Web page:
Even with four identical tires on your car, various factors will cause each of them to wear differently. Tire rotation helps equalize wear by allowing each tire to serve in as many wheel positions as possible. Evenly worn treads keep tires performing the same on all four corners and:
- Increase dry road performance with more balanced handling and traction.
- Make for quicker tire response times when braking.
- Allow you to replace tires in sets rather than individually or in pairs. (That means all your tires will include the latest technology and performance advancements that manufacturers are continually bringing to market: You won’t be forced to match yesterday’s product or performance.)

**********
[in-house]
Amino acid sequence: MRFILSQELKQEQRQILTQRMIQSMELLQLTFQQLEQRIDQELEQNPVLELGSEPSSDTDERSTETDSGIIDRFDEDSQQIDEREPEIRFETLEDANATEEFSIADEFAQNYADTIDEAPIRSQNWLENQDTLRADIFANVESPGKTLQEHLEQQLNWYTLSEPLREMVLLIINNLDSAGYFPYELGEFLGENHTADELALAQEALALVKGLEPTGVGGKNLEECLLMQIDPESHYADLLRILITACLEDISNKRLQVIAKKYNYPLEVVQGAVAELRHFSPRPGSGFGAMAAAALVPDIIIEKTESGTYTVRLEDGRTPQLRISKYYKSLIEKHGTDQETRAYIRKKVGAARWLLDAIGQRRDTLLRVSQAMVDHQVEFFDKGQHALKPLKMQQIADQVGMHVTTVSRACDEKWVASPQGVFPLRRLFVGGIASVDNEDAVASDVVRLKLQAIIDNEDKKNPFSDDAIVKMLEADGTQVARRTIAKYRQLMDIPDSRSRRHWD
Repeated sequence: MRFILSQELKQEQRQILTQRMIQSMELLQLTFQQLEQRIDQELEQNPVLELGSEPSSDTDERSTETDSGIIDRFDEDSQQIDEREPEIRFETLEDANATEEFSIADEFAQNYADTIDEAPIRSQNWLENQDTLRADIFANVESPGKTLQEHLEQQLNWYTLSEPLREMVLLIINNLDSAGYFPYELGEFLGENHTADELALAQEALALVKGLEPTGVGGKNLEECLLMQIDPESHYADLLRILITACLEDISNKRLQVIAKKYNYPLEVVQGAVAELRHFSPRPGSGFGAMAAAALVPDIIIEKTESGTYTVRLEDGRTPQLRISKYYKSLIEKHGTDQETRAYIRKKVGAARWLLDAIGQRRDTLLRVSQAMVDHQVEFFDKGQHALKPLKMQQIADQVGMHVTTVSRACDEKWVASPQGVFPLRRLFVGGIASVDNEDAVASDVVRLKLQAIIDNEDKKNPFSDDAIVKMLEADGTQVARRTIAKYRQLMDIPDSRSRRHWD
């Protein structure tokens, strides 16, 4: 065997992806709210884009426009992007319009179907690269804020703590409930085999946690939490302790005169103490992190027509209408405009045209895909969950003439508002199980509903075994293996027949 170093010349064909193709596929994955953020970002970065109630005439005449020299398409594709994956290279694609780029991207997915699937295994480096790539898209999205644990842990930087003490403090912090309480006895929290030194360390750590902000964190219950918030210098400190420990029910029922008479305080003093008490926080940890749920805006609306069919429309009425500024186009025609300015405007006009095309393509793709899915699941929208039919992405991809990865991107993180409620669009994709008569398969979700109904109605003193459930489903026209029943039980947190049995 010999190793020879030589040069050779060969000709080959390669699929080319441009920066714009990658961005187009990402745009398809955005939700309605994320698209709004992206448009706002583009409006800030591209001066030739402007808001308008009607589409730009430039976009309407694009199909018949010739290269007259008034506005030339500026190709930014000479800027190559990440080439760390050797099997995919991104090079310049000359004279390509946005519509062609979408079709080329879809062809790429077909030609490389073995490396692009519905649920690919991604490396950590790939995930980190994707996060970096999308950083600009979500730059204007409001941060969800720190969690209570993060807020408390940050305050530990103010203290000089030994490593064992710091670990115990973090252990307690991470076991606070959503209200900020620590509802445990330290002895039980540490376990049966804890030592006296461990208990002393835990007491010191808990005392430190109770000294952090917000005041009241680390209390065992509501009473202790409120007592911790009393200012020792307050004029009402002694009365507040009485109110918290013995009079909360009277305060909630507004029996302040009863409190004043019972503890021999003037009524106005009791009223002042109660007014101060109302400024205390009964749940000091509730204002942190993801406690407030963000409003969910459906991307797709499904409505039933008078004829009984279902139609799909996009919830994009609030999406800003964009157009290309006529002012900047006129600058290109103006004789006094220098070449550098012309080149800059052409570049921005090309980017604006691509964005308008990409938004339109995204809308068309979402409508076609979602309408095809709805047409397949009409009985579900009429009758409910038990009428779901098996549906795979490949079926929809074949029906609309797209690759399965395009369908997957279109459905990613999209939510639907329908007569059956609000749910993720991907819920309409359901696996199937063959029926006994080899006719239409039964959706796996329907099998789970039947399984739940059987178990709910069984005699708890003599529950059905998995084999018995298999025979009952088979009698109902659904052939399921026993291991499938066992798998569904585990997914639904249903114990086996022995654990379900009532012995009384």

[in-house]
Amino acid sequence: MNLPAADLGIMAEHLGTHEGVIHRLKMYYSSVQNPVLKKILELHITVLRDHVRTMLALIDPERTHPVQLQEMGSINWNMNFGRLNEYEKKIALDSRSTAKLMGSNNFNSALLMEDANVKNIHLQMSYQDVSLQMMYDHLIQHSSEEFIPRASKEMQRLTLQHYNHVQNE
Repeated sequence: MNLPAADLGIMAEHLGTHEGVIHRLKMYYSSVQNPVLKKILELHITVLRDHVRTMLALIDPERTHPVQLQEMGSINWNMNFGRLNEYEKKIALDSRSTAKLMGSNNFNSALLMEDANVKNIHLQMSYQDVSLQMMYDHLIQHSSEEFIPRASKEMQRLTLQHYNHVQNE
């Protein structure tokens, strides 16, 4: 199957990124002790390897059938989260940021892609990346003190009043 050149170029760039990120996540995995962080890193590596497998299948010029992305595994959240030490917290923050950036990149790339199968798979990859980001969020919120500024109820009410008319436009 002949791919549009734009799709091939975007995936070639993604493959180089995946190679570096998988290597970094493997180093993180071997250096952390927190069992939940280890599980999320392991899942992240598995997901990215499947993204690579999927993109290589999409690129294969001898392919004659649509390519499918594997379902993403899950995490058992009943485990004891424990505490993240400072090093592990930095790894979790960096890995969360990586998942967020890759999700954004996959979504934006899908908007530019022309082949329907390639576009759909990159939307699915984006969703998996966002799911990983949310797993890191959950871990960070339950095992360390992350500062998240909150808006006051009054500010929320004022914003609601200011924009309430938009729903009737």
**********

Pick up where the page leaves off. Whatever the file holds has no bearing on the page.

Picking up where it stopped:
- A general rule of thumb is to rotate your tires every 5,000 to 8,000 miles—even if there are no visible signs of wear. If you own a front-wheel drive vehicle or do mostly city driving, more frequent rotation is advisable.
What’s the correct rotation pattern of your tires? For rear and four-wheel-drive vehicles, a rearward cross pattern—or, alternatively, an X-pattern—is used. Front wheel drive vehicles use a forward cross or X-pattern. It’s always best to consult your owner’s manual for the manufacturer’s recommendations.
After a rotation, be sure your mechanic has checked:
Individual tire pressure. The tire’s new location may affect how much pressure it now requires.
Vehicle alignment. This is important if irregular tire wear was evident.
Regular tire rotations are an important step in getting the maximum mileage out of your tire investment—so keep those wheels moving!
Article courtesy of the Castrol Crew.